If you can see the good in an uncomfortable situation, you’re one step closer to feeling good about it. Take a few moments to write down what you appreciate about the situation you’ve found yourself in and, if you want to be a superstar, what you appreciate about the person who triggered your emotions. What’s there to appreciate in a kinda crappy situation? You’ve probably learned about yourself, about the other person involved, and about what changes you can make in your life to experience more happiness. It may be a stretch at first, but soon, it’ll get easier. It’s a practice.

What do you do to let go of things?

Anger + Appreciation = Joy

Anger +  Appreciation = Joy -

Last night, one of my employees quit. It was Sunday. She sent an e-mail. AN E-MAIL. At 8pm. The kicker is that she was a friend and is married to my cousin.

The quitting process started Friday evening, when she sent me an e-mail at 5pm about her view on her position in the office, and it was pretty negative. I finish work at 3:30pm on Friday and consider my weekends a work-free zone, but apparently I had not made that clear enough (I have an issue with establishing boundaries).

I thought it was best to call her back and discuss, because I don’t believe that work discussions of this nature should be conducted via e-mail, and it was not a great discussion. Apparently, I am the sole cause of the issues she’s having and there is no sense from her that she has any part in how she’s doing.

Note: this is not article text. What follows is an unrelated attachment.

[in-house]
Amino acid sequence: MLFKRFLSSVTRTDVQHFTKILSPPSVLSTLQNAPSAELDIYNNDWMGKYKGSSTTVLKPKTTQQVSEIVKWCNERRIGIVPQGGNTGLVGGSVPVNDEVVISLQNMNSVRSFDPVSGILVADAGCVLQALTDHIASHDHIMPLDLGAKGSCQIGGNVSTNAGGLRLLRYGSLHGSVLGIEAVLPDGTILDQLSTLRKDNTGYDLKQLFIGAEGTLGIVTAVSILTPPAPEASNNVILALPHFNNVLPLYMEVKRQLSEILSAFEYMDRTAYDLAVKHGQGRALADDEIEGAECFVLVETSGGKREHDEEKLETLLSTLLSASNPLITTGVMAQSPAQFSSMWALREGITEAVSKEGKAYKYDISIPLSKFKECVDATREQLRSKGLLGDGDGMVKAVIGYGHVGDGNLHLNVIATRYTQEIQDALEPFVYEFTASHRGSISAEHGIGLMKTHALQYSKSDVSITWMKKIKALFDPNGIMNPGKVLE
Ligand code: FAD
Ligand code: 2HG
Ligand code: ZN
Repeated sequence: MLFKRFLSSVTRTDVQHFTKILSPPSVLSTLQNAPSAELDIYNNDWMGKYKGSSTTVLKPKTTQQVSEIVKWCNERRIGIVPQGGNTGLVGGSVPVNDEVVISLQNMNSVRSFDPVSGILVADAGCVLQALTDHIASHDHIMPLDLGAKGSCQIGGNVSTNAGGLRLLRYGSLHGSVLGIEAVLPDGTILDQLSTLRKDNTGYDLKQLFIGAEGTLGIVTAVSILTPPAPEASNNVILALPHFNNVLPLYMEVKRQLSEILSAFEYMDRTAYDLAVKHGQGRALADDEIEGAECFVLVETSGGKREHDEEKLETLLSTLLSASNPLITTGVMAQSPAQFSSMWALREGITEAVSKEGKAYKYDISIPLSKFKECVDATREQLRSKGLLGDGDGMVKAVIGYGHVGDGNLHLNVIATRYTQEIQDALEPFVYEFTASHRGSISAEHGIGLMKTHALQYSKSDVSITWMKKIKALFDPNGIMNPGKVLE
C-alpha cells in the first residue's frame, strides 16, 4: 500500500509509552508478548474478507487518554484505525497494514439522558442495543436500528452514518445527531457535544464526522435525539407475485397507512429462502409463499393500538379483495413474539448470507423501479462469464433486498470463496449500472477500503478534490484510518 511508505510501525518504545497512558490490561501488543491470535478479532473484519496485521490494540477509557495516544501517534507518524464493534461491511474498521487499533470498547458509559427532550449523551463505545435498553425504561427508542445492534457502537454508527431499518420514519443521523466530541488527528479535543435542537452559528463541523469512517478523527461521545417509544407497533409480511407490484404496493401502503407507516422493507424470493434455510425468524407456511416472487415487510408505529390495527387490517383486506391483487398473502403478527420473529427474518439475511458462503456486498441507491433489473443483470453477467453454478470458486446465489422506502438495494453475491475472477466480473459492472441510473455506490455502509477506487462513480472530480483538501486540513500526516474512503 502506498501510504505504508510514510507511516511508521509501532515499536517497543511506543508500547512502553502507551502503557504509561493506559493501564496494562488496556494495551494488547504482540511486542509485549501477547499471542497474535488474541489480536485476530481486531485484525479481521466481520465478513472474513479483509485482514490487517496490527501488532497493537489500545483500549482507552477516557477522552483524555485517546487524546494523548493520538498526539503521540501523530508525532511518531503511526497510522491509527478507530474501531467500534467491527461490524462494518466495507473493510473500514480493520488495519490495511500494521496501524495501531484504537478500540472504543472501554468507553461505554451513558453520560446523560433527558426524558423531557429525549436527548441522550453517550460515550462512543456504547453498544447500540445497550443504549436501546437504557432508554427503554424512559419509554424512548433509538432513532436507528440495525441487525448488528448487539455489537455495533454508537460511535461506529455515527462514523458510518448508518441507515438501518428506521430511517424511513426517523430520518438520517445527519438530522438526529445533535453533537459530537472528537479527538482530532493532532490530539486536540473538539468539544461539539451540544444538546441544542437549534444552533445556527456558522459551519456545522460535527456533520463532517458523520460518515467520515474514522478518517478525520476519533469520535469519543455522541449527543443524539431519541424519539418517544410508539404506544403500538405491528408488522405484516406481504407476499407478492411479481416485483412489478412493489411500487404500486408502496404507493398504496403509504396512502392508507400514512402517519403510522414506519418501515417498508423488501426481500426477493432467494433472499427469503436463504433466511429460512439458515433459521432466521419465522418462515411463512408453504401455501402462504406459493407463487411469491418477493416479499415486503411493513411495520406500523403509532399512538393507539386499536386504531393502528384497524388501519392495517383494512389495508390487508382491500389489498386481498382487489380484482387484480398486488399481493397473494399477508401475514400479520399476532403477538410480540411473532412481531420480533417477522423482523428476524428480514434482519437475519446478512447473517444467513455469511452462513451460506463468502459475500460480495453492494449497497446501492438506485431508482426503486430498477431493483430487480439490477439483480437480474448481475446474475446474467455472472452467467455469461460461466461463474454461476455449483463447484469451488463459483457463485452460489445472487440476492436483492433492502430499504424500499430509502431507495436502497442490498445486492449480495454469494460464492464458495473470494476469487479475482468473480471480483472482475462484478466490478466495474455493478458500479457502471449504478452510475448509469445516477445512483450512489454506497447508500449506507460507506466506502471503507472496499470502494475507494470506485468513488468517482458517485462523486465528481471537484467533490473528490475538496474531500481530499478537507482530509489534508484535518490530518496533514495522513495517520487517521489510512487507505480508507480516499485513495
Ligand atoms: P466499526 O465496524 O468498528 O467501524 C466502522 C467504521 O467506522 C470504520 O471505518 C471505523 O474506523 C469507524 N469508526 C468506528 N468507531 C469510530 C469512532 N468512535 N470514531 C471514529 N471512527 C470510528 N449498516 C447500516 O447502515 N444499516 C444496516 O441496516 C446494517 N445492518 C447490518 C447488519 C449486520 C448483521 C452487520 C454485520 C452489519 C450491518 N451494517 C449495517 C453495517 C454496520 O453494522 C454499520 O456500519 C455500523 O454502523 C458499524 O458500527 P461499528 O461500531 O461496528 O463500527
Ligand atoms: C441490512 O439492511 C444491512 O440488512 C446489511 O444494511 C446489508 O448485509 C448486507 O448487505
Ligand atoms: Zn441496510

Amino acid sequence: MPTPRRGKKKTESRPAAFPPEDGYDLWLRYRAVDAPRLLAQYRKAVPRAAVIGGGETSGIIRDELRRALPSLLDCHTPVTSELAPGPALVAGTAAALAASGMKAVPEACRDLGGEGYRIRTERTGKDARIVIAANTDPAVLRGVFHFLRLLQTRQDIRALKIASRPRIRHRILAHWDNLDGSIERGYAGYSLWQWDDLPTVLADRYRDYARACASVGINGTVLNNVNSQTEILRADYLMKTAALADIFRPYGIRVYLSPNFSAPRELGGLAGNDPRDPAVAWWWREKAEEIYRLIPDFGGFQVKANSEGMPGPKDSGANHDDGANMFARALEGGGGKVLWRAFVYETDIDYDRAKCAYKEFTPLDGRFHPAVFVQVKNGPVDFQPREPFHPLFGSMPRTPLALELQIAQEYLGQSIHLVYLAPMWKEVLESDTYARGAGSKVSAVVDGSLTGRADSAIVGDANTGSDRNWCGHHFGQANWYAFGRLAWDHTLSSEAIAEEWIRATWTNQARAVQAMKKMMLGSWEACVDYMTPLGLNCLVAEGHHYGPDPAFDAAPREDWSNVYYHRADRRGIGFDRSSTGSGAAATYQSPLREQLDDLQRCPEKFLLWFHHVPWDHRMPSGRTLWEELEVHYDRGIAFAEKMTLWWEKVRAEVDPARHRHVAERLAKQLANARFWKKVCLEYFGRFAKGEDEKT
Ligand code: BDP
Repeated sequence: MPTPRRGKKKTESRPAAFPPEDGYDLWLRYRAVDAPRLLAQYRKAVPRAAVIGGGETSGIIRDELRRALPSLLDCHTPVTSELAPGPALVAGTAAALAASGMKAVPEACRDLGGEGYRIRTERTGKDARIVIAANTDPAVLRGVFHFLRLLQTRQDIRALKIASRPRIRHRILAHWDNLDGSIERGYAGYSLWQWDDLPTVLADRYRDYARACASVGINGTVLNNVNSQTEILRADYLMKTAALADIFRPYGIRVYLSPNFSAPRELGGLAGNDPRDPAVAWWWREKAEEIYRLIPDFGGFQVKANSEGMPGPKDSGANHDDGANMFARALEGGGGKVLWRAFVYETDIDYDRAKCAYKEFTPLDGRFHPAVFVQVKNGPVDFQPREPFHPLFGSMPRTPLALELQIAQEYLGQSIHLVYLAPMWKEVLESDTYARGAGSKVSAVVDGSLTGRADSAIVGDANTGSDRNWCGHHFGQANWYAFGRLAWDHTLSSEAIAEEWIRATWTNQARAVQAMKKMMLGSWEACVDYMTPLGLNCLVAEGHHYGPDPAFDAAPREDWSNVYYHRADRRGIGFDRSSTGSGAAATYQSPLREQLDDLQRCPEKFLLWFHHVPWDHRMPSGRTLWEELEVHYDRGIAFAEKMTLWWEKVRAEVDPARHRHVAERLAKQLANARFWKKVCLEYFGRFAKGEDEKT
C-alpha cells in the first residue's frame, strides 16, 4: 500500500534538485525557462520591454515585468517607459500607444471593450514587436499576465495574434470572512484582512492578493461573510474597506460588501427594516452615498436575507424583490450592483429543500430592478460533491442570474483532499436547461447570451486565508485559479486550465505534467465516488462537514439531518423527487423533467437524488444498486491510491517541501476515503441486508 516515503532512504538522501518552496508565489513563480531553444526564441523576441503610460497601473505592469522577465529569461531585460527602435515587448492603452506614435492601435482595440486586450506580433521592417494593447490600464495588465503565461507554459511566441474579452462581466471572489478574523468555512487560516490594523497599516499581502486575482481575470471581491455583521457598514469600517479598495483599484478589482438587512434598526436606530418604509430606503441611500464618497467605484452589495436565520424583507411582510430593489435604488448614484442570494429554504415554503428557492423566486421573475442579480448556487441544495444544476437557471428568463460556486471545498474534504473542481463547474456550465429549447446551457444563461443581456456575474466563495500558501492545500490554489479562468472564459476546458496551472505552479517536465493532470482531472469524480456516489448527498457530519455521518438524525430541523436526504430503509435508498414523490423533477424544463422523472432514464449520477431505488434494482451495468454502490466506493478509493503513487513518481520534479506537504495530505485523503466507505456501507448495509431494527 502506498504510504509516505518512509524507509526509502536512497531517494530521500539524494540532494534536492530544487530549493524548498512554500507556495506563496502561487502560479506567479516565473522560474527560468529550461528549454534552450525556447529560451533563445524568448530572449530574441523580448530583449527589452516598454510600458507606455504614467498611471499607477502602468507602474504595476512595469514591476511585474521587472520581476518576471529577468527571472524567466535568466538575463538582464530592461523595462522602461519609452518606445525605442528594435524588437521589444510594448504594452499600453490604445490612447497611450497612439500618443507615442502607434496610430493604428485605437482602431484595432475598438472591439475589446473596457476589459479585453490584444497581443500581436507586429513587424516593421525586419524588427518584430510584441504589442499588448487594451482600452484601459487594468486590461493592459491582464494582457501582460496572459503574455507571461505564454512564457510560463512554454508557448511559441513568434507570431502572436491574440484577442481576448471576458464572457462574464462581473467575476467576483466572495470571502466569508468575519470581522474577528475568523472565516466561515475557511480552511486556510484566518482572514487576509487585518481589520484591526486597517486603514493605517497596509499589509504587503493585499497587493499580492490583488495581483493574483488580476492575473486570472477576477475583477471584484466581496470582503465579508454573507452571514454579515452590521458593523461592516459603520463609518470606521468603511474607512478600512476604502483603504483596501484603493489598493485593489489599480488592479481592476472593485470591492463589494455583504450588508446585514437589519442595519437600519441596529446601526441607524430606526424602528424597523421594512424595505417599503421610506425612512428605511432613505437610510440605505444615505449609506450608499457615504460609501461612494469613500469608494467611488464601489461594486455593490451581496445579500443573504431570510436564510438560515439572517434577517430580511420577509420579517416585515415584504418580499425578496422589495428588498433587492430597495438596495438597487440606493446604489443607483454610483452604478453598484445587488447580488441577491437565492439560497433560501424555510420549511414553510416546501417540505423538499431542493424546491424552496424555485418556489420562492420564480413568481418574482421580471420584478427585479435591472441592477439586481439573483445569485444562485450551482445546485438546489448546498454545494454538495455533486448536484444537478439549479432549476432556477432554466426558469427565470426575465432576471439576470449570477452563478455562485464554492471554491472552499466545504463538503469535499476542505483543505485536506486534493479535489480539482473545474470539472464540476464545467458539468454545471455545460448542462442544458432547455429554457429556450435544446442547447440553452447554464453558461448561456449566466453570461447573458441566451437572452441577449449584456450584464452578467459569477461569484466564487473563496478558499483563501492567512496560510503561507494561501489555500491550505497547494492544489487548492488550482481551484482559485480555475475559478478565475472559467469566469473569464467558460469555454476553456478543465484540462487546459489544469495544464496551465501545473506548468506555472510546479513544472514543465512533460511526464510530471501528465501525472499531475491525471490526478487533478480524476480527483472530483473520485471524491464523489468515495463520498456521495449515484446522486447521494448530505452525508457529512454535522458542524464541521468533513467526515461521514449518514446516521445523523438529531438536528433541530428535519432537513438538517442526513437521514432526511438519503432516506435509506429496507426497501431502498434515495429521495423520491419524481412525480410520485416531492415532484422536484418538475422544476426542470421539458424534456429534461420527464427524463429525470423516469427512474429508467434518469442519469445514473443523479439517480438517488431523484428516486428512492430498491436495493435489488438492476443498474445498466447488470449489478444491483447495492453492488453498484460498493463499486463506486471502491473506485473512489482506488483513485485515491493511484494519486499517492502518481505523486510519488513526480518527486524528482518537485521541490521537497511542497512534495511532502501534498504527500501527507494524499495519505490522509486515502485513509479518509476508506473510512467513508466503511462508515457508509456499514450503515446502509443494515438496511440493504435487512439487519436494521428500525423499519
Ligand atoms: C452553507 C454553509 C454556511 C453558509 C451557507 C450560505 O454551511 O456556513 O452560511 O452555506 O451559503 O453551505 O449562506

She definitely got personal with her comments, so it was a difficult conversation. I really tried to keep my cool, owned the behaviours that were causing her distress, and laid out what I saw as the issues. A lot of the issues were caused by the fact that I had avoided dealing with her performance issues sooner and I had failed to set boundaries about bringing negativity into the office. I could have got personal, too, but went with the high road, though I could have been more graceful in how I handled a couple of the issues we’ve had with her attitude and behaviour.

Sunday, I spent a couple of hours preparing to do a formal performance evaluation with her. I laid out the steps I would be taking to address what she saw as deficiencies on my part, set up for a discussion of expectations, and had a plan to improve her performance. I finished the work feeling really good about the situation, and had come to appreciate that she had come forward – even by e-mail – so that it clarified all of the issues surrounding her work at the office.

Then, the Sunday night e-mail.